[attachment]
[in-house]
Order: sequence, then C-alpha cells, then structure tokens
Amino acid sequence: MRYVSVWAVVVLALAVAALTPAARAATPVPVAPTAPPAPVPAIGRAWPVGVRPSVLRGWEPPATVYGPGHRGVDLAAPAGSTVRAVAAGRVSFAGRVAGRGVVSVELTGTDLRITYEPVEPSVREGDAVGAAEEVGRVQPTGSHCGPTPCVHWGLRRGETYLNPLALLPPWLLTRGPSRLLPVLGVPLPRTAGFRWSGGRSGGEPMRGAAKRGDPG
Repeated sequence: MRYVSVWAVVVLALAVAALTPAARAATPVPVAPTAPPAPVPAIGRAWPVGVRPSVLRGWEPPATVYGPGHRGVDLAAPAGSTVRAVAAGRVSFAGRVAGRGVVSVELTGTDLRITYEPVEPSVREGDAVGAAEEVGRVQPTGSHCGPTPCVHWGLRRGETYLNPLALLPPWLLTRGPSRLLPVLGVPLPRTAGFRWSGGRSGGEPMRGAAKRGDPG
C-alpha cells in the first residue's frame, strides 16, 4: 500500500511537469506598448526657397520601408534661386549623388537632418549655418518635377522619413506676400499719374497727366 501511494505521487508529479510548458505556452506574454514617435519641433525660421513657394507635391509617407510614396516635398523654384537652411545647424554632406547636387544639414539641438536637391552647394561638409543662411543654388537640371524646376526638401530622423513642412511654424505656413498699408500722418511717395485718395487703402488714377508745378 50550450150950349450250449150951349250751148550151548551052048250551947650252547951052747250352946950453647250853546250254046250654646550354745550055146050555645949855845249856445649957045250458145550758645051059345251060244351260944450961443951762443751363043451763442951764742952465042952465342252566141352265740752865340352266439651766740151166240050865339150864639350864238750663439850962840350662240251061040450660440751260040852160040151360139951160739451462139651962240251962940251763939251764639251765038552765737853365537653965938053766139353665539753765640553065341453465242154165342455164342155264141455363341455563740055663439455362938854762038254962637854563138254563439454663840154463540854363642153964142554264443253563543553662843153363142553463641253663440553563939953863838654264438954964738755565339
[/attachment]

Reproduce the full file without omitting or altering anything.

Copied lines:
[in-house]
Order: sequence, then C-alpha cells, then structure tokens
Amino acid sequence: MRYVSVWAVVVLALAVAALTPAARAATPVPVAPTAPPAPVPAIGRAWPVGVRPSVLRGWEPPATVYGPGHRGVDLAAPAGSTVRAVAAGRVSFAGRVAGRGVVSVELTGTDLRITYEPVEPSVREGDAVGAAEEVGRVQPTGSHCGPTPCVHWGLRRGETYLNPLALLPPWLLTRGPSRLLPVLGVPLPRTAGFRWSGGRSGGEPMRGAAKRGDPG
Repeated sequence: MRYVSVWAVVVLALAVAALTPAARAATPVPVAPTAPPAPVPAIGRAWPVGVRPSVLRGWEPPATVYGPGHRGVDLAAPAGSTVRAVAAGRVSFAGRVAGRGVVSVELTGTDLRITYEPVEPSVREGDAVGAAEEVGRVQPTGSHCGPTPCVHWGLRRGETYLNPLALLPPWLLTRGPSRLLPVLGVPLPRTAGFRWSGGRSGGEPMRGAAKRGDPG
C-alpha cells in the first residue's frame, strides 16, 4: 500500500511537469506598448526657397520601408534661386549623388537632418549655418518635377522619413506676400499719374497727366 501511494505521487508529479510548458505556452506574454514617435519641433525660421513657394507635391509617407510614396516635398523654384537652411545647424554632406547636387544639414539641438536637391552647394561638409543662411543654388537640371524646376526638401530622423513642412511654424505656413498699408500722418511717395485718395487703402488714377508745378 50550450150950349450250449150951349250751148550151548551052048250551947650252547951052747250352946950453647250853546250254046250654646550354745550055146050555645949855845249856445649957045250458145550758645051059345251060244351260944450961443951762443751363043451763442951764742952465042952465342252566141352265740752865340352266439651766740151166240050865339150864639350864238750663439850962840350662240251061040450660440751260040852160040151360139951160739451462139651962240251962940251763939251764639251765038552765737853365537653965938053766139353665539753765640553065341453465242154165342455164342155264141455363341455563740055663439455362938854762038254962637854563138254563439454663840154463540854363642153964142554264443253563543553662843153363142553463641253663440553563939953863838654264438954964738755565339